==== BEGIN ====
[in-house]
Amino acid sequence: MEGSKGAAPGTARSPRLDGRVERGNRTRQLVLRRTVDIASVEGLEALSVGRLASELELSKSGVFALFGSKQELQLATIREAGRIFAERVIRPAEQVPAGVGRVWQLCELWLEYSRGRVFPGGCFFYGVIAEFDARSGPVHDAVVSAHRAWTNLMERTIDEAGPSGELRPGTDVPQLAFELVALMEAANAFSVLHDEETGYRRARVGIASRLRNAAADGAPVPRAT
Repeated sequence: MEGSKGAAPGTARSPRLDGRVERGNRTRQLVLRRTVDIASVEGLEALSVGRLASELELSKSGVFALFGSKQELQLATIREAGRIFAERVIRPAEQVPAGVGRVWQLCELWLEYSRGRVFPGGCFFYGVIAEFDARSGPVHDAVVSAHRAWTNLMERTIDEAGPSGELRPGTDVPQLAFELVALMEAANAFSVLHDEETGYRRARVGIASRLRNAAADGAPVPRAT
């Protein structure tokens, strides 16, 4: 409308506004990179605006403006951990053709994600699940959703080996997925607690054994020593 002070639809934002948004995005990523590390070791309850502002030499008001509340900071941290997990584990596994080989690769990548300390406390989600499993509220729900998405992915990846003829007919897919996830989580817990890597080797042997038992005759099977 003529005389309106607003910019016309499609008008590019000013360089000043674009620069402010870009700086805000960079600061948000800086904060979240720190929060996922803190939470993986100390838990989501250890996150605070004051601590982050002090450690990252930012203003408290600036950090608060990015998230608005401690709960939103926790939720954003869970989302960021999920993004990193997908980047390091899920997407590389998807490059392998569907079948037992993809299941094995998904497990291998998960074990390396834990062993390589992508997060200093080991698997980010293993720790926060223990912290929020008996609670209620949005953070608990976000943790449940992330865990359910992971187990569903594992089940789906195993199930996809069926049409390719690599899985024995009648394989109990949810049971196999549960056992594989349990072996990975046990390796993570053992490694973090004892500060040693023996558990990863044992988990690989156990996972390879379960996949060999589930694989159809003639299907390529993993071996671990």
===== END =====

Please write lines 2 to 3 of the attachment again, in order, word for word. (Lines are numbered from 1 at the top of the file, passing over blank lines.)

Amino acid sequence: MEGSKGAAPGTARSPRLDGRVERGNRTRQLVLRRTVDIASVEGLEALSVGRLASELELSKSGVFALFGSKQELQLATIREAGRIFAERVIRPAEQVPAGVGRVWQLCELWLEYSRGRVFPGGCFFYGVIAEFDARSGPVHDAVVSAHRAWTNLMERTIDEAGPSGELRPGTDVPQLAFELVALMEAANAFSVLHDEETGYRRARVGIASRLRNAAADGAPVPRAT
Repeated sequence: MEGSKGAAPGTARSPRLDGRVERGNRTRQLVLRRTVDIASVEGLEALSVGRLASELELSKSGVFALFGSKQELQLATIREAGRIFAERVIRPAEQVPAGVGRVWQLCELWLEYSRGRVFPGGCFFYGVIAEFDARSGPVHDAVVSAHRAWTNLMERTIDEAGPSGELRPGTDVPQLAFELVALMEAANAFSVLHDEETGYRRARVGIASRLRNAAADGAPVPRAT